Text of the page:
By Isaac Ongu
I was fresh from university with a degree in agriculture and ready to practise what had taken me four years to learn. The job was cut out for me, to reach out to the farmers from Omoro sub-county (then in Lira district) in 2004, who had been displaced by the Lord’s Resistance Army.
I was to demonstrate to them how to plant upland rice, including the application of fertiliser and herbicides. These groups of farmers were beneficiaries of National Agricultural Advisory Services (NAADS) training programmes. The Local Authorities had decided that these displaced farmers needed knowledge so that when they returned home after the war, they would apply the acquired knowledge to improve their livelihoods.
After procuring my demo kit; Triple supperphosphate Fertiliser that I was meant to apply at planting; and “Satunil”, a pre emergence rice herbicide meant to kill the germinating weeds and spare the rice, I set out to demonstrate how. The process went on well until I experienced for the first time the power of a scare tactic.
As I returned to follow up with my participants on the scheduled date, my mango tree shaded class room had no participants. On inquiring, I was told some people who belonged to those that were promoting organic agriculture in Northern Uganda had come after me and told the same participants that what I had demonstrated to them was going to make their women barren and men infertile. That was enough to turn me into a foe in an instant.
It had to take me a session of convincing the leaders why fertilisers are required to replenish the soil; the cost benefit analysis of applying herbicide to control weeds; and how the sugar they put in their tea every day comes from plantations that apply both fertiliser and herbicides.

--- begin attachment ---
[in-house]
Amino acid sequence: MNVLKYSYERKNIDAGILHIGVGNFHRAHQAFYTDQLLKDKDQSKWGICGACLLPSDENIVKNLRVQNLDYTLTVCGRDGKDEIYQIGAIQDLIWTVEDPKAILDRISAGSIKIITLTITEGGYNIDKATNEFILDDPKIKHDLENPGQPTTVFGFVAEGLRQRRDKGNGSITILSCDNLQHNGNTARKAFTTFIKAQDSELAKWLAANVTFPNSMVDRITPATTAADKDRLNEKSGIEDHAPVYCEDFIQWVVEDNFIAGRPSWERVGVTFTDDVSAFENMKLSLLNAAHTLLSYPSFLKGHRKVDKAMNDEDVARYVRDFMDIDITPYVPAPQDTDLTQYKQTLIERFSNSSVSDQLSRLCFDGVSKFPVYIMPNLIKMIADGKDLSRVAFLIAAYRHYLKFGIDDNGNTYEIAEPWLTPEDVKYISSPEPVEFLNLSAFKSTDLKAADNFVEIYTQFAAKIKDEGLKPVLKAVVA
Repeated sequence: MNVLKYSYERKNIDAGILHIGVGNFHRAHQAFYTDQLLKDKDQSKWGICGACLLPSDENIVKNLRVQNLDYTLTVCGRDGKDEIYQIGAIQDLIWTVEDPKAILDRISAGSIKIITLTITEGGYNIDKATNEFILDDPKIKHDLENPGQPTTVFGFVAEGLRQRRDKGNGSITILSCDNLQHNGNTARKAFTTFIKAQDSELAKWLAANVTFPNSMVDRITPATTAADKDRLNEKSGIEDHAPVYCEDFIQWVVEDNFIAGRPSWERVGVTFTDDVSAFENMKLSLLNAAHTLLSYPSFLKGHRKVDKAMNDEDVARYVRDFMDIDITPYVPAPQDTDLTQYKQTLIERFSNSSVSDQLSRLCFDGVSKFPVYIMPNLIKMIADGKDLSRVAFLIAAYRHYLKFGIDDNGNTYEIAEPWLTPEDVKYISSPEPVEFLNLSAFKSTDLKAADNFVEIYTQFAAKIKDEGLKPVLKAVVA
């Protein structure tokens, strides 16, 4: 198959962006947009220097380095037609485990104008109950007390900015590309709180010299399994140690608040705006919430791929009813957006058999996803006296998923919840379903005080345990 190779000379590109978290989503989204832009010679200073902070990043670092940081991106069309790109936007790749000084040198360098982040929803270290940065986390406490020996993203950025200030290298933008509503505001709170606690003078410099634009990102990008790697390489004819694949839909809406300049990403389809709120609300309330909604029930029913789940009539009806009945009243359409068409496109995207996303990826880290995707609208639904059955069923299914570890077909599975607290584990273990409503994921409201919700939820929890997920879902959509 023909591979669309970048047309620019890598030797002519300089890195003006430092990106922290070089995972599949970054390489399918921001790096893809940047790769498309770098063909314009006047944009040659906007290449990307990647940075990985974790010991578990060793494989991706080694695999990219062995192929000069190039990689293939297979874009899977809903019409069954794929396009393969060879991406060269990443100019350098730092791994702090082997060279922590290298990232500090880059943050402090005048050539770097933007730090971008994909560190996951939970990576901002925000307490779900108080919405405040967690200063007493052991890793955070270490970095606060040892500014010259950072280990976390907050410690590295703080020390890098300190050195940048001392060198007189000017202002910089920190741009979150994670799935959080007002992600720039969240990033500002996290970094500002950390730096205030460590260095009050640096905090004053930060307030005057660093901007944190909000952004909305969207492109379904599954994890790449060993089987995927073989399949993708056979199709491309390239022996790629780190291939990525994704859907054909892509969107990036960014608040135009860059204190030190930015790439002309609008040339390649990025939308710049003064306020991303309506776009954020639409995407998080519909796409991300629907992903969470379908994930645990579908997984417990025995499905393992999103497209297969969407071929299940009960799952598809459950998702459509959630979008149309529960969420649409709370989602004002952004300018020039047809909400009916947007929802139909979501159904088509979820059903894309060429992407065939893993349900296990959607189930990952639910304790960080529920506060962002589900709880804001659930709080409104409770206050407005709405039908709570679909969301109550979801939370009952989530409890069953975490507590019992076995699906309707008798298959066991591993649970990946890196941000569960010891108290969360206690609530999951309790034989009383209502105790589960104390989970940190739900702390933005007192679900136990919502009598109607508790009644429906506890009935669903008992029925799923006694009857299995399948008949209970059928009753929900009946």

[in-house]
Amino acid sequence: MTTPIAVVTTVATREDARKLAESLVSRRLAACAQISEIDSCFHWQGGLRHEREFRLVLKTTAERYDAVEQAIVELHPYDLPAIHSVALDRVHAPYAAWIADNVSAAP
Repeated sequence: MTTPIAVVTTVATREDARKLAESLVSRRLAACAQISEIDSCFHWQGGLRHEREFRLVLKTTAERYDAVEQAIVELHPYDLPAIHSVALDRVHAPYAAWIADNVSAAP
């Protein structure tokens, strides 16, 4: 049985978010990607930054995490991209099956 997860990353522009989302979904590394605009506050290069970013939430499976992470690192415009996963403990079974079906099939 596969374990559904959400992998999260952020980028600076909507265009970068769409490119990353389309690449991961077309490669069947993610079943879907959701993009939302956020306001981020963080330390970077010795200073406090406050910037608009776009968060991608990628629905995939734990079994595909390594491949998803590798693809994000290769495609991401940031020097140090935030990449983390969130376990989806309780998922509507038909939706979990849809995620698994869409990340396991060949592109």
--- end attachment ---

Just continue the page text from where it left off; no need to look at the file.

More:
Weeding is the most burdensome part of agriculture with most Ugandan communities using their bare hands to pull out weeds. This takes away a considerable amount of time and at the end of weeding an acre, the crop would have already lost its potential yield.
What is organic?
Organic is a licensed farming method that encourages the use of animal manure, kitchen wastes and use of leguminous crops to replenish nitrogen either through crop rotation or as a green manure where the legumes are ploughed back into the soil. The decomposing residues release the nutrients into the soil to be up-taken by the plant. The organic industry discourages the use of inorganic fertilisers and pesticides.
The organics are marketed as “sustainable agriculture”, “agro-ecology farming”, and “farming God’s way”. Organic products are branded natural, organic, safe, nutritious and healthy to appeal to the emotions of buyers.
The challenge of organic agriculture is in its inability to support the food need for the ever increasing population. The stringent requirements associated with growing “organics” mean fewer farmers are willing to indulge in it and the few who do end up overcharging consumers, making organic products a preserve of rich elites.
In Uganda, there is an assumption that anyone who does not add any inputs to the soil or protect their crops from pests and diseases is practicing organic farming. Without adding manure or inorganic fertiliser, or spraying against pests and sometimes diseases, it is unlikely that such a farmer would make any profit.
The organic campaigners suggest that Ugandan farmers should produce for the highly sophisticated European markets. How many Ugandan farmers supply the European markets and what organic produce is Europe buying from Africa? When you go to a local market, do you find an organic section? Are there consumers who are willing to buy a tomato at a price ten times higher because it is labelled Organic or natural?
Genetically modified organisms are considered a threat to the organic’s profits and are being fought hard by the organic industry. This is because some genetically modified crops have the potential of doing away with chemicals translating into more crops being grown without spraying. This type of genetically modified crops would guarantee more supply of non-sprayed produce, resulting in the potential reduction in prices of organics.
It is not surprising that the same tactic that was used to scare farmers away from my fertiliser demo is still being used to exclude African farmers from growing genetically modified crops because the price of organics must remain highest.
The writer is an agriculturist